But let us say we take as Truth, that we Are responsible for the physical aspects of the lives of one another. That we shall have to give an account of our feeding of those who are hungry, etc. Surely we’re not responsible for the state of their souls???

As I said last week, The Protestant Reformation, though in many regards well intended, was an exercise in thrashing around in the dark and did as much if not more harm than good, thus is the effect of most if not all human attempts to ‘put things right’. One of the big negatives was that it gave the impression that this Salvation Life was in essence a matter of individual beliefs, not Shared Life in and through which we are Saved, that is ‘caught up into the Life of God through Jesus Christ’. And of course, because it became a matter of belief, it was disembodied and the idea of a Soul became less and less significant.

We know how it is with souls in this day and age. We kind of assume we’ve got one, but our interest in them goes little further than posts on Facebook regarding the likelihood that animals have them as well. The idea that it is something which we should attend to – seems somewhat alien (after all, how many have been brought up in the church being taught how to attend to the sate of their soul??). The idea that we are as responsible for the state of another’s Soul!

My long term Spiritual Director was an immensely wise woman. One of the very first to be ordained a priest in the Church of England. One day talking about her own experience, she recounted her latest session with her own Spiritual Director, another woman. Christine, in discussing the trials and tribulations of parish life had said, ‘Well, at least I’m not responsible for their Salvation!!’ To which her Director came back to her quick as a flash ‘Whatever gave you that idea!!!’

Paul, unlike us, does not understand the human condition in individualistic terms. He knows that his life is with his brother. That we are all mutually and totally interdependent. This is why he is so strong in his letter to the church in Corinth on their factionalism – on their lack of sacrificial love for one another – their lack of concern for one another that they will happily make sure they are well fed and take no heed to their brother or sister who is not. And those who have no concern for the effect their actions has on the soul of the other. The Corinthians were so full of their own self importance, this message of freedom in Christ, that they imagined they were free to live utterly as they saw fit – without any thought for the soul of their brother.

As we come to it, we meet the matter of meat sacrificed to idols where Paul sets out the problem. For a devout Jew, and indeed for other God fearers, idols were to be fled! and to eat meat sacrificed to them . . . was to participate in the life of the idol. But Paul had come with this message of freedom in Christ, telling them that idols were nothing at all. And so SOME amongst the Corinthians happily ate meat even though they knew it had been used in these pagan sacrifices. And one suspects rather mocked ‘the weaker brethren’ who had doubts. Some ate with a clear conscience, but others, could not, but were being persuaded to . . . and St Paul once more, as last week shocks us. LAst week he said ‘Why not rather be wronged? If you take offence you have already lost!!’ This week he tells the Corinthians – you who are so Wise in your own eyes, You must restrain yourselves for the sake of the conscience of the other. If you are genuinely so knowledgeable, then you know that Humility is the path that you must walk, self denial for the sake of the weaker brethren. True Knowledge is revealed in laying down our lives for one another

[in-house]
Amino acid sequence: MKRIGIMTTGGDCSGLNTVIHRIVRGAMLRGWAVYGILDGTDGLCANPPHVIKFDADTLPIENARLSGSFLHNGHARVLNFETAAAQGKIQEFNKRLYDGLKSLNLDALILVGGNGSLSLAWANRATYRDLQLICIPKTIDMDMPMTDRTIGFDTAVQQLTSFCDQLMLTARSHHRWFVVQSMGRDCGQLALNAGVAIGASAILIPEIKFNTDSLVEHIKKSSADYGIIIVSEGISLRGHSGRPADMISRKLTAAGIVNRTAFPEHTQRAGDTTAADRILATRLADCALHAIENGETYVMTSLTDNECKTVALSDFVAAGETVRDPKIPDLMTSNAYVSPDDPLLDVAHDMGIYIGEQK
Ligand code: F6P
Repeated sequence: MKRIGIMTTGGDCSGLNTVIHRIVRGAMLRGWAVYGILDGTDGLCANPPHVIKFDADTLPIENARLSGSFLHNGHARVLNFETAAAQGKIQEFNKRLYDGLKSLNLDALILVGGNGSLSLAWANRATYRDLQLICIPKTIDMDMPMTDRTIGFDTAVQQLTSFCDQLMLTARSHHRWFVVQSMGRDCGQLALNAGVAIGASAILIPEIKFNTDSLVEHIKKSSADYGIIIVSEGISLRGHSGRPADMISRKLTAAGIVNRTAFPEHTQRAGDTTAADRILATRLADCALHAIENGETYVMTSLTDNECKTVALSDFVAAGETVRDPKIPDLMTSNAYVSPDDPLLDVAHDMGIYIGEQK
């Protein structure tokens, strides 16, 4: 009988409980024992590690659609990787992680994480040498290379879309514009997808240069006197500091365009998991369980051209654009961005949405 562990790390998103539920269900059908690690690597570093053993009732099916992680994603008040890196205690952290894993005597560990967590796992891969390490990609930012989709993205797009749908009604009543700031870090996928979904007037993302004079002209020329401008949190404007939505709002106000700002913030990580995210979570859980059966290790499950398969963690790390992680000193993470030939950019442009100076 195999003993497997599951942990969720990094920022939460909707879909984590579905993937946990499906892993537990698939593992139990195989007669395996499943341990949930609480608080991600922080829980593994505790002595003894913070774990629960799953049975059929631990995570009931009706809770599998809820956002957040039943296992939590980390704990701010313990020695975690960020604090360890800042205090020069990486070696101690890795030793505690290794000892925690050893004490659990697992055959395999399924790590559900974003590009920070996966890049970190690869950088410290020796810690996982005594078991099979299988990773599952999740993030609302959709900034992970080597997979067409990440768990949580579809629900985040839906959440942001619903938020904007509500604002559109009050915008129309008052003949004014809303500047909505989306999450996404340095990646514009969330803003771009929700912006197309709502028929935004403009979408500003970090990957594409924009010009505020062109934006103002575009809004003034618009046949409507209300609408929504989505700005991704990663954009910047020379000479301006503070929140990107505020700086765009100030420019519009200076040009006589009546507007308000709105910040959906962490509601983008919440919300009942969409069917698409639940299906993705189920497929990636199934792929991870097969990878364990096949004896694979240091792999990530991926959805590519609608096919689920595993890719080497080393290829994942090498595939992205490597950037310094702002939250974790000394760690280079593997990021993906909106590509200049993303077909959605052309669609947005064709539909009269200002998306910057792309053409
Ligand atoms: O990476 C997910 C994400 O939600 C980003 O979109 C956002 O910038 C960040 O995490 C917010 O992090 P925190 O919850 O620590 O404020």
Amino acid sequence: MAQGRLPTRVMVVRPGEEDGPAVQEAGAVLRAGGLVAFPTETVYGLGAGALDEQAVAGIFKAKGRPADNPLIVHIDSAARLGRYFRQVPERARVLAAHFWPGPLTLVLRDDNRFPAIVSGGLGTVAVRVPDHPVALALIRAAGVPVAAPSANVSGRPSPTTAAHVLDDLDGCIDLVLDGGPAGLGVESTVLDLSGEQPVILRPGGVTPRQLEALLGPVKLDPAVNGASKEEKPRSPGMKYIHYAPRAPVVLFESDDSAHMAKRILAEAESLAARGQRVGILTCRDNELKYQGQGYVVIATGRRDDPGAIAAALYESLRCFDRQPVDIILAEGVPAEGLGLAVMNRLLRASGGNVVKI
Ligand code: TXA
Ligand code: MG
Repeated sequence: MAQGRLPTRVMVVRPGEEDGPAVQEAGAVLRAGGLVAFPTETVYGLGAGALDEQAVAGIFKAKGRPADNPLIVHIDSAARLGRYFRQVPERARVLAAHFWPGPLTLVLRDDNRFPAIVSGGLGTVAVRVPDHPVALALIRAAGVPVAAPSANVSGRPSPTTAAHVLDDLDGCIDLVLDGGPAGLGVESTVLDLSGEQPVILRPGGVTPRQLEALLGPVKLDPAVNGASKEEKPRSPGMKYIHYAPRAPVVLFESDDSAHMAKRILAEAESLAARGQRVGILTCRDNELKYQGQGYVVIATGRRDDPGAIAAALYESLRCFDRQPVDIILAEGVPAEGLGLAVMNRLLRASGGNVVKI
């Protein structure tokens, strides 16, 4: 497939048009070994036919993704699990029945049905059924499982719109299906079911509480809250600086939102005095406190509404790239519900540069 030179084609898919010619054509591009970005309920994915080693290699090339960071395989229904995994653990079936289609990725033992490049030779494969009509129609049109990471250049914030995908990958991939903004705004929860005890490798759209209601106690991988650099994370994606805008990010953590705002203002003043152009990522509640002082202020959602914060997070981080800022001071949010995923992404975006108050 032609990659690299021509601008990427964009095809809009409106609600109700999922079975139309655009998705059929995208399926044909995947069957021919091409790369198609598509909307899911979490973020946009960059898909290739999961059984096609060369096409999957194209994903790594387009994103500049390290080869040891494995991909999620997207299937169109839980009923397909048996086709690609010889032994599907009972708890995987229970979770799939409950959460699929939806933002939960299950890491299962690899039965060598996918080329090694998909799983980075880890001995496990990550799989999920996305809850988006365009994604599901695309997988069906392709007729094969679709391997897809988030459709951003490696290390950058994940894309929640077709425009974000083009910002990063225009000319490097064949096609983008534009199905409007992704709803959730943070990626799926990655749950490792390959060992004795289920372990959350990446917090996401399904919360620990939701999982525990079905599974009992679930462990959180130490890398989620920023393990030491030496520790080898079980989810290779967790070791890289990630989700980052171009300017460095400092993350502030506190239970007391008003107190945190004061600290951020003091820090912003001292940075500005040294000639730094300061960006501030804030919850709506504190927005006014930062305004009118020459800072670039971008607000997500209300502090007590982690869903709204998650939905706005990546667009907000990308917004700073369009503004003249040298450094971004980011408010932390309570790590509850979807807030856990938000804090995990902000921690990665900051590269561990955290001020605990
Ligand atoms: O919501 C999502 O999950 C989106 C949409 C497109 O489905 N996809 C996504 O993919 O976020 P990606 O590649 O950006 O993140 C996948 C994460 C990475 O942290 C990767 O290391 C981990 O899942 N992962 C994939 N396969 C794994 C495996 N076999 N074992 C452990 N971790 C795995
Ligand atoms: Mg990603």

Listen once more – I paraphrase
“Since some have become so used to thinking about idols as real,  until now, they still think of the food they eat as food offered to an idol; and their conscience, being weak, is defiled. 8“Food will not bring us close to God.” {You say} [It is true] We are no worse off if we do not eat, and no better off if we do. 9But take care that this liberty of yours does not somehow become a stumbling block to the weak. [As Jesus our Lord said – Woe to any who give such occasion!!] 10For if others see you, who possess knowledge, eating in the temple of an idol, might they not, since their conscience is weak, be encouraged to the point of eating food sacrificed to idols? {They are not fully persuaded, so they partake in what they still think of as sinful action, because you are so bold} And then his language is strong “So because you are so determined to do it Your way, because you are puffed up with your knowledge, those weak believers for whom Christ died are destroyed.  And, when you thus sin against members of your family, and wound their conscience when it is weak, you sin against Christ.